The seasonal influx of transients into Durango has spurred vigorous debate about whether the city should impose additional regulations on panhandling, and what the city and county should do about the growing number of homeless encampments on nearby public property.
While resolution of these policy matters falls within the political realm, the debate is necessarily framed by legal considerations. Specifically, how far can the city and county go in regulating panhandling and vagrancy without running afoul of the constitutional rights of those they seek to regulate?
Because an ordinance that limits panhandling is a restriction on free speech, any such ordinance must pass Constitutional muster. Similarly, because anti-vagrancy laws seek to prohibit certain types of activity, they, too, are limited by similar considerations.
This article provides a very basic outline of the constitutional limits to regulating panhandling and vagrancy, and then discusses some of the many types of ordinances that the city and county could pass within that framework. Please note that moral and ethical issues attendant to any regulations discussed are well beyond the scope of this article.
An ordinance aimed at restricting panhandling must be “narrowly tailored to serve the government’s legitimate, content-neutral interest.” Regulating panhandling on a sidewalk is further tempered by the fact that the Supreme Court has held that public sidewalks are among the “quintessential” public forums for free speech. In order to be “narrowly tailored,” the regulation cannot apply to situations in which the government’s interests are not being protected. In order to be “content neutral,” the ordinance cannot limit one type of speech, such as panhandling, but allow other types of speech, such as seeking charitable donations, asking for signatures on a petition or selling lemonade on the sidewalk.
Thus, an ordinance that bars panhandling near any road based on legitimate public safety concerns is not narrowly tailored to achieve that public interest because it would preclude panhandling on an isolated road. In addition, it would not be content neutral because it would allow other forms of speech, such as passing out handbills for political and commercial purposes. Thus, a ban on all panhandling inside the Central Business District would probably fail because it would not be content neutral. But flat bans on all in-person solicitations for immediate payment have been upheld.
Courts have routinely upheld ordinances that prohibit “aggressive panhandling,” such as the one that the Durango adopted.
The city’s ordinance bans the use of threatening, intimidating or coercive gestures or conduct, physical contact during the course of panhandling, obstructing sidewalks or entryways, and the use of obscene gestures and conduct.
This type of regulation is essential because someone who intimidates a person into giving them money is effectively robbing that person. Some courts have struck down ordinances that ban panhandling after sunset and before sunrise, but other courts have allowed such ordinances to stand because being “asked” for a donation at night is inherently more coercive. Similarly, ordinances that bar panhandling at places were the person solicited cannot simply say “no” and walk away, such as bus stops, public transportation or facilities, or in a vehicle on the street, have be upheld because they create coercive situations.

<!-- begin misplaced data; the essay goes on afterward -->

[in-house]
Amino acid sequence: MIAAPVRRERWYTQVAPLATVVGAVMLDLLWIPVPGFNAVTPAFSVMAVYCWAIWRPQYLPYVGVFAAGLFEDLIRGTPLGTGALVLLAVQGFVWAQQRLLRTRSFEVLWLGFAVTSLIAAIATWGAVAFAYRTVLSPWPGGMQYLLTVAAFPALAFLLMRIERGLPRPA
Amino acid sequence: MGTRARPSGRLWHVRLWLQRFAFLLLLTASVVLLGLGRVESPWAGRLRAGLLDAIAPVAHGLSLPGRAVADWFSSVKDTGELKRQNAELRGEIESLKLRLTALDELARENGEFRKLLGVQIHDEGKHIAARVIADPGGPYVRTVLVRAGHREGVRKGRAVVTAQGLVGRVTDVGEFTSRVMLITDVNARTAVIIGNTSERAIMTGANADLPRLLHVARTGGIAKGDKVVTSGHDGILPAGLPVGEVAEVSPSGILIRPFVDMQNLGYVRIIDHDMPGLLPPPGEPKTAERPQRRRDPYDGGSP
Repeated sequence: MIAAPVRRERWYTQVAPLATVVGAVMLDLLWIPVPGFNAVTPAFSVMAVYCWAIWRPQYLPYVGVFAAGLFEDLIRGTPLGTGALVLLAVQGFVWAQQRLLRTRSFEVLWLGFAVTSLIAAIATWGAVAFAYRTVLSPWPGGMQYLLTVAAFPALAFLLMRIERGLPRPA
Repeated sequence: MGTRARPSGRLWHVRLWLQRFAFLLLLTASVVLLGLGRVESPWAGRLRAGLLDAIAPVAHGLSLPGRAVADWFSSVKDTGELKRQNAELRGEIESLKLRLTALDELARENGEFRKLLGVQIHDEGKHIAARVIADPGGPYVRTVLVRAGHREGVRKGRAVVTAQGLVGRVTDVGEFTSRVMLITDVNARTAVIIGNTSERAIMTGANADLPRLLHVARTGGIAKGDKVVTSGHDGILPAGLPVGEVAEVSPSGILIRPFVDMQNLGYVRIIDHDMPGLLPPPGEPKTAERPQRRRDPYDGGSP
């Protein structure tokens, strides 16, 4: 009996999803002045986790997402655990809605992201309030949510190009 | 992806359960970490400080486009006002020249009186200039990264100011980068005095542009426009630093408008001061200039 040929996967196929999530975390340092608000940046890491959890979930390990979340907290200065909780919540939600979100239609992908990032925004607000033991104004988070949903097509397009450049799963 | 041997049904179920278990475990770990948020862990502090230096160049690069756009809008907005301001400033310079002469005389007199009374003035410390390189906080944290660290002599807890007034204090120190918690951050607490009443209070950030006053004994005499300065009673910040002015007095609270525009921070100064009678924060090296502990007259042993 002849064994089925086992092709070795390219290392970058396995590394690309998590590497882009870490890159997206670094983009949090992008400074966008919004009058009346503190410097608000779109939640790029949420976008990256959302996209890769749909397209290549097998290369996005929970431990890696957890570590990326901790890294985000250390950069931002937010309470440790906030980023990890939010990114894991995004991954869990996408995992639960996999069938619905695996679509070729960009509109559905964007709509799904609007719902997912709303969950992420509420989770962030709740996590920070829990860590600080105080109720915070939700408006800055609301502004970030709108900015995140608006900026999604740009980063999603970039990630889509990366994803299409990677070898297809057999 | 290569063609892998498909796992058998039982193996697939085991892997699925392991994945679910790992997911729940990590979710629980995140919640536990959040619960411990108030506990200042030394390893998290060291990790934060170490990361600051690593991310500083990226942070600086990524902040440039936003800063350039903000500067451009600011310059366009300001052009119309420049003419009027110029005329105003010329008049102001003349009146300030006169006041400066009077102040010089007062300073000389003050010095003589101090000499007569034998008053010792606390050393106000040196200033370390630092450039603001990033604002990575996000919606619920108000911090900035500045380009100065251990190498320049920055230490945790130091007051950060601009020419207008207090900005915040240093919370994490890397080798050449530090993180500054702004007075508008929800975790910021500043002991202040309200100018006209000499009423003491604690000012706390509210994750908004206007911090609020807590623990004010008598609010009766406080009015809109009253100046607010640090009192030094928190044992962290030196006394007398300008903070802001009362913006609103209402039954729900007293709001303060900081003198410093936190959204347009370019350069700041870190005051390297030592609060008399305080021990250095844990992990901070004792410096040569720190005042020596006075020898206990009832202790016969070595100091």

The Supreme Court has held that once a speaker “undertakes the collection of funds” he is subject to reasonable registration and identification requirements. Thus, ordinances that require a panhandler to obtain a permit and display a permit are constitutional and such permits may be premised on having no criminal record over the past several years.
Vagrancy and anti-loitering laws are nearly impossible to draft without running afoul of the constitution because they are inherently vague and do not give adequate notice of what type of behavior is prohibited, and because they encourage arbitrary and discriminatory enforcement.
Nonetheless, according to data collected in 2014 by the National Law Center on Homelessness & Poverty from 187 geographically and demographically diverse cities, 33 percent of the cities have a citywide ban on loitering in public, and 65 percent of them ban loitering in particular public places, which probably focus on central business districts and tourist areas.
In addition, 34 percent of cities have a citywide ban on camping and 57 percent of the cities ban camping in particular public places, effectively creating “no homeless zones.”
Of particular note in light of the recent discussions by our city officials concerning establishing an area as a campground for the homeless, while bans of camping in public places are generally constitutionally permissible, they may be subject to successful challenge if there are insufficient housing or shelter options, because such a ban would effectively criminalize homelessness.
Thus, establishing a campground for the homeless may inoculate the city from a successful legal challenge to a citywide ban on sleeping or camping in public outside the designated homeless campground.
The one practical consideration that the city must weigh is that any ordinance that restricts panhandling or vagrancy will be scrutinized by advocacy groups.
If there is a legal challenge, it will force the city to spend resources, and if the ordinance is struck down on constitutional grounds, the city would have to pay the challenger’s legal fees and costs.
William E. Zimsky is a Durango attorney at Abadie & Schill, P.C. and a volunteer firefighter with the Fort Lewis Mesa Fire Protection District. His opinions are his own.